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Nature Climate Change thanks Jens Christensen, Isabel Smallegange and the other, anonymous, reviewer(s) for their contribution to the peer review of this work.

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Extended data

Extended Data Fig. 1 Annual trends in total rainfall at the study site of meerkat demographic data collection.

Blue lines depict observed values, as interpolated by NOAA GPCP Precipitation Data, while black lines depict mean predictions (± 95 % prediction intervals as shaded areas) from simple linear models fit to rainfall values through time.

Extended Data Fig. 2 Life-cycle diagram of Kalahari meerkats (Suricata suricatta) from which the individual based model was parameterized.

Circles depict life-history stages. Rectangles depict nine major stages to aid visualization. Transitions (T) among stages, depicted by solid arrows, occur in discrete one-month intervals. Transitions depicted by black arrows are deterministic (that is, depend on rules set in the IBM and not on sampling from a distribution). Other transitions include survival (S) and, conditional on survival, growth (G). Adult helper (H) and dominant (D) females transition among pregnancy categories: first-month pregnant (P1), second-month pregnant (P2), and with their own litter of dependent, weaning pups (L). NP transition to P1 or remain NP. P1 either transition to P2 or abort. If they abort, they can become P1or NP. P2 give birth to a litter and wean it for a month (L), or they abort. In the latter case, they transition to P1 or NP. Females with litters (L) can remain NP or become pregnant again (P1). Surviving adult dominant and helper females contribute new recruits (R) of a given mass distribution (D) to one-month old pups, depicted by dashed arrows. Survival and growth of adult dominant and helper males (M) differ depending on whether the male was natal (N) to the group or immigrated (I) into a group.

Extended Data Fig. 3 Structure of the individual-based model (IBM) to simulate meerkat group dynamics.

White/green boxes represent models of stage-specific demographic rates and group transition to a TB state, while blue boxes show conditions to decide the structure of a given demographic-rate model. Green boxes represent models in which new individuals are added to the group (through birth or immigration). Stages include pups, juveniles (juv), subadults (sub), and adult helpers (H) and dominants (D). The IBM is initiated with a group under specified characteristics (grey box; see Supplementary Table 3.1), and individuals go through life events (modelled probabilistically) in distinct one-month steps. At the end of each month, individual and group characteristics are updated, new individuals can immigrate into the group, and the group can remain without apparent TB cases or show clinical TB cases for the first time (upon which the entire group is considered TB affected). Monthly simulations of group dynamics are based on different scenarios of climate change. For each simulation, several output metrics are calculated.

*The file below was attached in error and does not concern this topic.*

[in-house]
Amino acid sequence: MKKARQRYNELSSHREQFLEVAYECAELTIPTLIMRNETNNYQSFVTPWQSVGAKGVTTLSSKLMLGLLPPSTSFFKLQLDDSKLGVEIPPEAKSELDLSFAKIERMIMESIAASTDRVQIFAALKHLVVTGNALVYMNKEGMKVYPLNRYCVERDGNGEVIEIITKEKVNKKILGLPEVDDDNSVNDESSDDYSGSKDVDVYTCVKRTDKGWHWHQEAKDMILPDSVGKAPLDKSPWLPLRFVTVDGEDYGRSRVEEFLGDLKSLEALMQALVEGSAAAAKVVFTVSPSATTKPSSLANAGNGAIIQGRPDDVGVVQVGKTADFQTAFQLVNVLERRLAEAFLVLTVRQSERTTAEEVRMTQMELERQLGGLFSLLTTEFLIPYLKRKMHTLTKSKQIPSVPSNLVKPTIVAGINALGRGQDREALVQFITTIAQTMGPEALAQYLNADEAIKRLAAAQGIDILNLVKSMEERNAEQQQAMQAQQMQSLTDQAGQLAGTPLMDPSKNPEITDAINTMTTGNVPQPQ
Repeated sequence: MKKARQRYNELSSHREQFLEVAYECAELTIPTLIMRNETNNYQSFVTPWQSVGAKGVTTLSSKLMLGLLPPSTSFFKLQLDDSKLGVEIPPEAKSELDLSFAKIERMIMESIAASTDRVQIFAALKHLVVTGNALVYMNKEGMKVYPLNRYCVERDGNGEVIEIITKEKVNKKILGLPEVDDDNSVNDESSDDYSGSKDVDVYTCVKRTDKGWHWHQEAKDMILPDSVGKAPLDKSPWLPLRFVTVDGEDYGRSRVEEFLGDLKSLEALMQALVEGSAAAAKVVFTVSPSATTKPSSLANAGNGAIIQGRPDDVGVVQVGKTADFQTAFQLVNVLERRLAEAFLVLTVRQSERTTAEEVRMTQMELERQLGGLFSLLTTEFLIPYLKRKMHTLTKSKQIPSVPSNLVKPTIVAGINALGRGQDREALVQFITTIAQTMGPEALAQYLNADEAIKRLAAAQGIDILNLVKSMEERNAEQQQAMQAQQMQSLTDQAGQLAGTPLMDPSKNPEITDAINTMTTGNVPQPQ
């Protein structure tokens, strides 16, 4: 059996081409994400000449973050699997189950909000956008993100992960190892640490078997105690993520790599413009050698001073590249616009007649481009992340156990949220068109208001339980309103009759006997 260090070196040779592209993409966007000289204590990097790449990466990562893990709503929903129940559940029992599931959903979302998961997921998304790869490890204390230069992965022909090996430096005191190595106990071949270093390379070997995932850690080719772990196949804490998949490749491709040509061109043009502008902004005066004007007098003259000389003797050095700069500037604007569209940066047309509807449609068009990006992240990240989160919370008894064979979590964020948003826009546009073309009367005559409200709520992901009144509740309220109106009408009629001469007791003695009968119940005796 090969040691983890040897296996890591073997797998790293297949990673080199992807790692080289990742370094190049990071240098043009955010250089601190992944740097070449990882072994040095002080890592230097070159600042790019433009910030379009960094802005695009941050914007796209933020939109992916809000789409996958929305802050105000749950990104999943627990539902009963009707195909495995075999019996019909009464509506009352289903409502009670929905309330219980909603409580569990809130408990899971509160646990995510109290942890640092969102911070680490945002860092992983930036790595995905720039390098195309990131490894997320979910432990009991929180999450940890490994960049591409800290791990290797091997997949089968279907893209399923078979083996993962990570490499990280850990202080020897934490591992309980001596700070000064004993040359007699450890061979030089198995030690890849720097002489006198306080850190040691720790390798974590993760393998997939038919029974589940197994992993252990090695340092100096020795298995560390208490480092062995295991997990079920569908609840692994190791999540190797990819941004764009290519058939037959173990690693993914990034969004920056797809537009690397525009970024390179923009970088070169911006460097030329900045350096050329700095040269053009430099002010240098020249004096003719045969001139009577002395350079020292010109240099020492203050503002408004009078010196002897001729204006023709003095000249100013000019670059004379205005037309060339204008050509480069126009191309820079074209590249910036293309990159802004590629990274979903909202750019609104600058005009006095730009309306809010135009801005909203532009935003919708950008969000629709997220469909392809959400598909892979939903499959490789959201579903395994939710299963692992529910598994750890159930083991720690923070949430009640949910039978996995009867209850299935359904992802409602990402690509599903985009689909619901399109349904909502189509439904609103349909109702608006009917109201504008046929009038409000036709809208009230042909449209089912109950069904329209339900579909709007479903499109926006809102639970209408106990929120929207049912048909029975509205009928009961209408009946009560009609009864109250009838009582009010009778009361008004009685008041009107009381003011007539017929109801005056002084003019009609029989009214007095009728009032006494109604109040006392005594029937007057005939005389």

Extended Data Fig. 4 Simulated meerkat group sizes overlap the distribution of observed group sizes.

Simulations were based on an individual-based model which projected dynamics of 10 groups in discrete monthly intervals for the entire life span of a group starting from a specific date. Group size refers to the number of subadult and adult individuals (> 6 months old). Red line: Average observed group size for groups that were monitored for > 6 years. Black line: average simulated group size across 1000 simulation runs from IBM simulations initiated with large group sizes. Grey lines: group size in each simulation run. Insert shows distribution of all simulated and observed group sizes. Total number (n) of data points to calculate observed and simulated distributions in insert is n = 650 and n = 256076, respectively. The higher discrepancies between observed and simulated values at lower group sizes in the insert is due to demographic stochasticity implemented in the IBM, which has a higher impact in smaller groups, causing more variable simulation outcomes compared to observed data.